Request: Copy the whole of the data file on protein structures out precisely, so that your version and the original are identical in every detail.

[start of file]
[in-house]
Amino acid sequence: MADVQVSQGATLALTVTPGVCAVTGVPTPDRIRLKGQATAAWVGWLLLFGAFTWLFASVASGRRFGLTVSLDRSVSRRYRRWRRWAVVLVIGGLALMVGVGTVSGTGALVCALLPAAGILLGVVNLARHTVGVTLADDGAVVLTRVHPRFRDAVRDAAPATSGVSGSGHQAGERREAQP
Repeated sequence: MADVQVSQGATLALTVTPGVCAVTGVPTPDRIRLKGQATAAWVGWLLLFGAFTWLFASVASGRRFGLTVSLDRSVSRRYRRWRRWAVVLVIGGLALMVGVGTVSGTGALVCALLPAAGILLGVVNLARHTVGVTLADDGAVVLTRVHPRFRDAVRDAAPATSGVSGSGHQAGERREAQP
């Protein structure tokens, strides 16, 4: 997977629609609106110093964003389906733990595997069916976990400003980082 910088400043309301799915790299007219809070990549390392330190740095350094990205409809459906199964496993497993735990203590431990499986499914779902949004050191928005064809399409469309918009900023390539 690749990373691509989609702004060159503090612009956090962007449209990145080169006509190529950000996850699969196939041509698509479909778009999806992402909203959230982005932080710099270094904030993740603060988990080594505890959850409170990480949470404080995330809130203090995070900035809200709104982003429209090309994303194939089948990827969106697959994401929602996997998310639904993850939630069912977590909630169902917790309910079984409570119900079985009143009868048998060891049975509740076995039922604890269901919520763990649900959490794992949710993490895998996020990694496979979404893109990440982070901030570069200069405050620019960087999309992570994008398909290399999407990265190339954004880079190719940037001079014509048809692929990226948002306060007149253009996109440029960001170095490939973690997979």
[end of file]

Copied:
[in-house]
Amino acid sequence: MADVQVSQGATLALTVTPGVCAVTGVPTPDRIRLKGQATAAWVGWLLLFGAFTWLFASVASGRRFGLTVSLDRSVSRRYRRWRRWAVVLVIGGLALMVGVGTVSGTGALVCALLPAAGILLGVVNLARHTVGVTLADDGAVVLTRVHPRFRDAVRDAAPATSGVSGSGHQAGERREAQP
Repeated sequence: MADVQVSQGATLALTVTPGVCAVTGVPTPDRIRLKGQATAAWVGWLLLFGAFTWLFASVASGRRFGLTVSLDRSVSRRYRRWRRWAVVLVIGGLALMVGVGTVSGTGALVCALLPAAGILLGVVNLARHTVGVTLADDGAVVLTRVHPRFRDAVRDAAPATSGVSGSGHQAGERREAQP
């Protein structure tokens, strides 16, 4: 997977629609609106110093964003389906733990595997069916976990400003980082 910088400043309301799915790299007219809070990549390392330190740095350094990205409809459906199964496993497993735990203590431990499986499914779902949004050191928005064809399409469309918009900023390539 690749990373691509989609702004060159503090612009956090962007449209990145080169006509190529950000996850699969196939041509698509479909778009999806992402909203959230982005932080710099270094904030993740603060988990080594505890959850409170990480949470404080995330809130203090995070900035809200709104982003429209090309994303194939089948990827969106697959994401929602996997998310639904993850939630069912977590909630169902917790309910079984409570119900079985009143009868048998060891049975509740076995039922604890269901919520763990649900959490794992949710993490895998996020990694496979979404893109990440982070901030570069200069405050620019960087999309992570994008398909290399999407990265190339954004880079190719940037001079014509048809692929990226948002306060007149253009996109440029960001170095490939973690997979």